Or, if you have a bit more time, head to the Cuban countryside to experience one of the more rural, less touristic parts of the island. In Viñales, located about 2 hours west of Havana, you can hike the serene Sierra de los Organos mountains, climb the other-worldly mogotes (steep sided, tower-like hills that emerge out of flat plains) of the Viñales Valley, tour the traditional tobacco and coffee farms, or explore the many prehistoric caves scattered throughout the region. Regions like Viñales are not only stunning, but still largely untouched, meaning lots of fresh air, with very little rubbish and traffic.
Even Trinidad, albeit quite touristy, will feel like a calmer, cleaner break from Havana city life. The cobblestone streets are in the town center are spotless, and you’ll be a quick drive from the soft, white sands of Playa Ancon (noted by author Tom Miller as having “one of the best sunset vistas in the Western world”) or the wild forests and waterfalls of Parque El Cubano, without any of the rubbish I’m used to seeing lying around forests in Southeast Asia.
El Nicho, a massive natural paradise and one of the most beautiful parts of the island, is also just an hour and half drive away from both Trinidad and Cienfuegos, where you can spend the day hiking, chasing waterfalls, and swimming in clear turquoise pools to your heart’s content.
So, yes, Old Havana can be dirty, just as most major downtown areas and busy cities tend to be. But not only does Old Havana still have so much to offer that shouldn’t be overlooked due to its smelly streets — art galleries, delicious restaurants, fascinating history, stunning architecture, just to name a few — but it also comprises only a tiny part of the entire country of Cuba. Be sure to give yourself time to escape the central city and see some of the more wild, untouched parts of the island that make Cuba the tropical paradise it is.
7) It’s difficult to get around.
Despite the relatively low tourism rates in Cuba as compared with other Caribbean islands, it’s fairly easy to get around as a foreigner. Taxis are everywhere, from the official state-run yellow cabs, to privately owned vintage cars, to bicycle rickshaws, to motorized carriages reminiscent of the vehicles in Mario Kart. It’s easy to snag one to get around Havana, for around 5 USD per trip (less for shorter distances within, say, Old Havana, and more if you’re heading out to the suburbs or airport).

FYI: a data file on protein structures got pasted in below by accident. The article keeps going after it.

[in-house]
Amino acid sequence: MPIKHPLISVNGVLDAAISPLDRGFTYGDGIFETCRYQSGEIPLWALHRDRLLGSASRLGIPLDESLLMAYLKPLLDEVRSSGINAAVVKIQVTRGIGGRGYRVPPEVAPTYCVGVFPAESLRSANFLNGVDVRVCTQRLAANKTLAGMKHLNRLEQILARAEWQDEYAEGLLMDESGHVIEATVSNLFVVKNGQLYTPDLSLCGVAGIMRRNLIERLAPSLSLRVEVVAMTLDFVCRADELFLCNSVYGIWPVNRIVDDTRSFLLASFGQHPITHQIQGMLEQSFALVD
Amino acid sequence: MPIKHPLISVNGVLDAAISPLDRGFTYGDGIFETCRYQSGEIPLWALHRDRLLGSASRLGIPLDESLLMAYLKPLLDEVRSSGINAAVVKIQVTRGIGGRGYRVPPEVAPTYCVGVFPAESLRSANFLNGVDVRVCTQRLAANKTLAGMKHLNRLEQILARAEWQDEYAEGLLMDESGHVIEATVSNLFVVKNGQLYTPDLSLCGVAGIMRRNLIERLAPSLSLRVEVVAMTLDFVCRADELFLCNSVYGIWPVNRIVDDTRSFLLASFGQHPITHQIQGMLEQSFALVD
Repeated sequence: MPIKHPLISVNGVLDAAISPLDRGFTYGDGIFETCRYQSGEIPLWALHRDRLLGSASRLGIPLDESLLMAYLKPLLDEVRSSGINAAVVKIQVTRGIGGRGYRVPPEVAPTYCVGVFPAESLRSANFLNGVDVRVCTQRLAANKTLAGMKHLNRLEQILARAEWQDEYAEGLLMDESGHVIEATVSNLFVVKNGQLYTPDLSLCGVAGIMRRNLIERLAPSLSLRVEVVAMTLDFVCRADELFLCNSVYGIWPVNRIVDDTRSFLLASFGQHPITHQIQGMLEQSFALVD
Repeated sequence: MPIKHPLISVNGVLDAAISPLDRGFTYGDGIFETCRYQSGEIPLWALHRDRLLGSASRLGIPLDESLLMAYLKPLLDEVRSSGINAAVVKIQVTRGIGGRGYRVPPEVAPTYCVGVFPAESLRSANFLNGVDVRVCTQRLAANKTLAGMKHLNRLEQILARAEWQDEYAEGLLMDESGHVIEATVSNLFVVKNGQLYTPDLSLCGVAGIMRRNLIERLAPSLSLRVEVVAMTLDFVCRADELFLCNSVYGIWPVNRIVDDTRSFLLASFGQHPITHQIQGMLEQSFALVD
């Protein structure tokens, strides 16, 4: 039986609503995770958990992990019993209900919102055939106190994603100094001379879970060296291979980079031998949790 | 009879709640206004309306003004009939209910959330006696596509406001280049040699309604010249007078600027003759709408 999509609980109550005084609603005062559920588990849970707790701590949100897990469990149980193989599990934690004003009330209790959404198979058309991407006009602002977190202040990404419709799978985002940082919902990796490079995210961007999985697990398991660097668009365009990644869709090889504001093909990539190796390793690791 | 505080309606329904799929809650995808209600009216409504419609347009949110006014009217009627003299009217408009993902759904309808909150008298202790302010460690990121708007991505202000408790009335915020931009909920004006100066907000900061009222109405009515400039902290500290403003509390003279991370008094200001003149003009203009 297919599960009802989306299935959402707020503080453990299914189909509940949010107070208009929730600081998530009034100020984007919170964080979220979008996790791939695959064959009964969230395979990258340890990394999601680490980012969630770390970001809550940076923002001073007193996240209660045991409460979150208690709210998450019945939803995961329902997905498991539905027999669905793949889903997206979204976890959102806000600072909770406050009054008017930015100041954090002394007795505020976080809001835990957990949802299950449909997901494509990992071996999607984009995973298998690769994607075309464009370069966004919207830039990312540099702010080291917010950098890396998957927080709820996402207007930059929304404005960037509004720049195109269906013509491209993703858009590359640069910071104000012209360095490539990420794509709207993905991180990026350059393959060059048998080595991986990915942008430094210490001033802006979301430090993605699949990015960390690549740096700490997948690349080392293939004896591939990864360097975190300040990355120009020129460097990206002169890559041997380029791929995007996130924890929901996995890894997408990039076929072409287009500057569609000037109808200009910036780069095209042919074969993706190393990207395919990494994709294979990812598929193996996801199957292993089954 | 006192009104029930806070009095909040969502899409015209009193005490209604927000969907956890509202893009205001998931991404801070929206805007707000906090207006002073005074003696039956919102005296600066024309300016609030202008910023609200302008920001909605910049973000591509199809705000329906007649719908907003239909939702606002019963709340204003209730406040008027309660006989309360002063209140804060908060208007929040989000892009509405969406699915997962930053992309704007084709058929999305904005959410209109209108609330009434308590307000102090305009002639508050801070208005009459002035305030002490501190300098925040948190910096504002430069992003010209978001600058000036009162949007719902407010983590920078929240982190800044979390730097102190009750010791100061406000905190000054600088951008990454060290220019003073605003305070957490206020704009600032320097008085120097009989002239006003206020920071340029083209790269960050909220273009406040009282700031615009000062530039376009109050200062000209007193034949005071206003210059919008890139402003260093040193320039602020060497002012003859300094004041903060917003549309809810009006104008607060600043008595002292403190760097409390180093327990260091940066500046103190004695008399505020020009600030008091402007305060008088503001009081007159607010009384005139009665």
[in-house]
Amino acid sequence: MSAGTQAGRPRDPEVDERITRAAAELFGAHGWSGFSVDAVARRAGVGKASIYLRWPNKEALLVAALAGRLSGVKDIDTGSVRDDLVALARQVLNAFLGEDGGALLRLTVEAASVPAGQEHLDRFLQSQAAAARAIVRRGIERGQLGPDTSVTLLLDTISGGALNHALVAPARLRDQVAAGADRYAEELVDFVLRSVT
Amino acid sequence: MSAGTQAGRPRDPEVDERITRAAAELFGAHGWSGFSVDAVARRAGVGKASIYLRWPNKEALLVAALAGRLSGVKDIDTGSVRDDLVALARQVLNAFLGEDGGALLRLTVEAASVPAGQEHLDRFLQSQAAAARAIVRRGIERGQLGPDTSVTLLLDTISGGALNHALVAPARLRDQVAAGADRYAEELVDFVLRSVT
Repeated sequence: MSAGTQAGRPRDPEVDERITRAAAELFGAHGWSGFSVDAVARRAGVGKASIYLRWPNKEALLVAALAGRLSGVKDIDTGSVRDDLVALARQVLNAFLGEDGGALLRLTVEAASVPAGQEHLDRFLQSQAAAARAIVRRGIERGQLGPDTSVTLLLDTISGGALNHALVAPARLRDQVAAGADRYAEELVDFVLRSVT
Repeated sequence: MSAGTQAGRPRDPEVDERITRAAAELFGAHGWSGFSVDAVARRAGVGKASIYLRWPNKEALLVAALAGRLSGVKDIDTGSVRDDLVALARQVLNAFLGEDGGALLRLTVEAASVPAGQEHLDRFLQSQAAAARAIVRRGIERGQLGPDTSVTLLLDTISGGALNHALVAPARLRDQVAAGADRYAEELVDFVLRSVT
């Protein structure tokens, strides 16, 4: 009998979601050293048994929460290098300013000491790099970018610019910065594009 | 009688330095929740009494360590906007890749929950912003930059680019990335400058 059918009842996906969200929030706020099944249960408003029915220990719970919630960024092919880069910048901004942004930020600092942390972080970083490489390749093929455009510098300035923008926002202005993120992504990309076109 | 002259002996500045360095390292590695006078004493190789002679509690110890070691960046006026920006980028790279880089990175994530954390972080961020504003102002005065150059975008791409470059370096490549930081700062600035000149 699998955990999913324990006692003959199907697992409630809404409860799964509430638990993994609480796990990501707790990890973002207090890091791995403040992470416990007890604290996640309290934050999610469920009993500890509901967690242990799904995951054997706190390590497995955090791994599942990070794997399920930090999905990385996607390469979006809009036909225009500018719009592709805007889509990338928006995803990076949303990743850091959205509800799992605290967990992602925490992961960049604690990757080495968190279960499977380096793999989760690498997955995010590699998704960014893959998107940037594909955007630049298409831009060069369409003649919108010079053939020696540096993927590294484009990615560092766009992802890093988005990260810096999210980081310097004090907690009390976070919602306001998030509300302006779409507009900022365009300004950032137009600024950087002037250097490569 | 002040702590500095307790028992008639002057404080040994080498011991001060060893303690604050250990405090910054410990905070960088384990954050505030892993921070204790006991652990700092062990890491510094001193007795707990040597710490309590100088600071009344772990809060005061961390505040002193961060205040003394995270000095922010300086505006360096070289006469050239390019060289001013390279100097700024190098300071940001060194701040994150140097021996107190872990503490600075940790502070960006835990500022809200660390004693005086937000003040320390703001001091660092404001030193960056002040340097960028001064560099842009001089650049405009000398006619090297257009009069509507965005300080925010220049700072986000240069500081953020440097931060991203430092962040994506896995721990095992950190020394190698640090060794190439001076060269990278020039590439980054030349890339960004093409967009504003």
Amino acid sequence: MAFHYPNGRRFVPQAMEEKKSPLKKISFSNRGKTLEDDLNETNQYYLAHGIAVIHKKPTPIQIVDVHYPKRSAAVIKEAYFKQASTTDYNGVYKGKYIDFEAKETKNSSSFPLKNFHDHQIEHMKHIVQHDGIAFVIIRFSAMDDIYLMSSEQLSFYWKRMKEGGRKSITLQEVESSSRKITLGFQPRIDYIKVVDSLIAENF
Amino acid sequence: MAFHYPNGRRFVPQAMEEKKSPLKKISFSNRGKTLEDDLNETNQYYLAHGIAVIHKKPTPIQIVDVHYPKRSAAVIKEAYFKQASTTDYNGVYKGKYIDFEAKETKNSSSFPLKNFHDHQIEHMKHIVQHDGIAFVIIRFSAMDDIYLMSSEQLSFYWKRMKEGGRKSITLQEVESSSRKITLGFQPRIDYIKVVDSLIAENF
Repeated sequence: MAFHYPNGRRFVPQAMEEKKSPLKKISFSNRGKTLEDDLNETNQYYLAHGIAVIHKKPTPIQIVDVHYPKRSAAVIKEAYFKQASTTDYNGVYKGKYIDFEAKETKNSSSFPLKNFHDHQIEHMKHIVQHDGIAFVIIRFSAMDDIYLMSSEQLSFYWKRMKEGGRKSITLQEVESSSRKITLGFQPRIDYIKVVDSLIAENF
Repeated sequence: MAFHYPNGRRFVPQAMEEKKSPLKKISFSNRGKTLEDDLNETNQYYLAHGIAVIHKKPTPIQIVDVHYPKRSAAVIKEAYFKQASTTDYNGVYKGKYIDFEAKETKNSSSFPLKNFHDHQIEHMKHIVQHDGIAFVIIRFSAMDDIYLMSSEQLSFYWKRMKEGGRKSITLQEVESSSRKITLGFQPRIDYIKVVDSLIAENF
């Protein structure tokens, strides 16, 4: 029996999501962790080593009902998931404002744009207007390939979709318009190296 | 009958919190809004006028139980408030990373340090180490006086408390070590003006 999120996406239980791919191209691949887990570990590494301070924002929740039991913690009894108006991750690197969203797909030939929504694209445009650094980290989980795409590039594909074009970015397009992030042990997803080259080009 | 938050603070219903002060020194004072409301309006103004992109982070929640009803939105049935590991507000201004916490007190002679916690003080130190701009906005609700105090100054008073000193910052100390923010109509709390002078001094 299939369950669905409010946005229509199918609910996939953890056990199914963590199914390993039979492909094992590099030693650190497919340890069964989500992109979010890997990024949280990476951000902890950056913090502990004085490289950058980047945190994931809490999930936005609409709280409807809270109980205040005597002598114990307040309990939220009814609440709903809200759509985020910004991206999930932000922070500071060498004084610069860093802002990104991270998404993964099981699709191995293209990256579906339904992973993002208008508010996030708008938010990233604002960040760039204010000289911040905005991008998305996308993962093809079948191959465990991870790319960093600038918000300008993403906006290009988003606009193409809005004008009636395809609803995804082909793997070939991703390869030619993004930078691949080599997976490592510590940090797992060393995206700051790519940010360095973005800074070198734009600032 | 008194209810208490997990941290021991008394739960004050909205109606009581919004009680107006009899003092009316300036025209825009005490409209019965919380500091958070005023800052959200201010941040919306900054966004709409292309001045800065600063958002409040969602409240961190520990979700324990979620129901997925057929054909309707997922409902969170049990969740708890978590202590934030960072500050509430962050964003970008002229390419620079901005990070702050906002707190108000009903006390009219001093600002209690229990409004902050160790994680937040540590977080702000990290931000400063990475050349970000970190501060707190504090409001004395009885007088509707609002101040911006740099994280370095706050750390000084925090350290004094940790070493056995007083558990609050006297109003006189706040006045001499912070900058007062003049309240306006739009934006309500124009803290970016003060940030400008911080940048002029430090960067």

Taxis collectivos, which charge a reduced flat rate for shared rides (sometimes it’ll just be you and your travel partner, and other times you’ll be sharing the car with locals or other travelers), are good options for efficient rides over long distances. They’re much cheaper than private taxis which can charge up to 300 USD for a 4-hour trip. Plus, the drivers are familiar with typical tourist destinations, and are generally willing to help send you off on a bus or the next taxi if your Spanish is lacking (spoken from personal experience).
For those on a tighter budget, you can find air conditioned buses that drive between major tourist destinations regularly (usually around twice per day). Aside from hitchhiking, buses are probably the cheapest option. In general, expect to add an hour or two (or more) to your drive if you take the bus versus a private or shared taxi.
Cuba also has a state-organized hitchhiking system. Employees in yellow vests will help you catch a ride (often in the back of a truck) to your destination from designated pick-up locations. It’s obviously a bit riskier than a taxi, but much safer than hitchhiking in most places in the world, and great if you’re on a tight budget but with lots of time flexibility. Must be up for an adventure.
Although it is possible to rent a car and drive around Cuba on your own, I don’t recommend it. If you get in an accident, you can be detained in the country until the investigation is finished, which can take a month or longer. And with unreliable signage, confusing traffic rules that are only sometimes followed (at times a horse or bike might have the same right of way as you), poorly maintained roads & vehicles, and unpredictable stray animals scattered along the streets, an accident is possible. You can rent a car with a chauffeur, which gives you the same flexibility and control as a rented car, but without the liability. This can cost about 90-120+ USD per day.
8) I can’t get by if I don’t speak Spanish.
Although it is true that many Cubans don’t speak English, it’s also true that most are extremely patient with and undeterred by the English language barrier. Meaning, they’ll draw upon whatever English words they know, recruit passersby or phone a friend for translation help, or resort to some impressive sign language to communicate with you.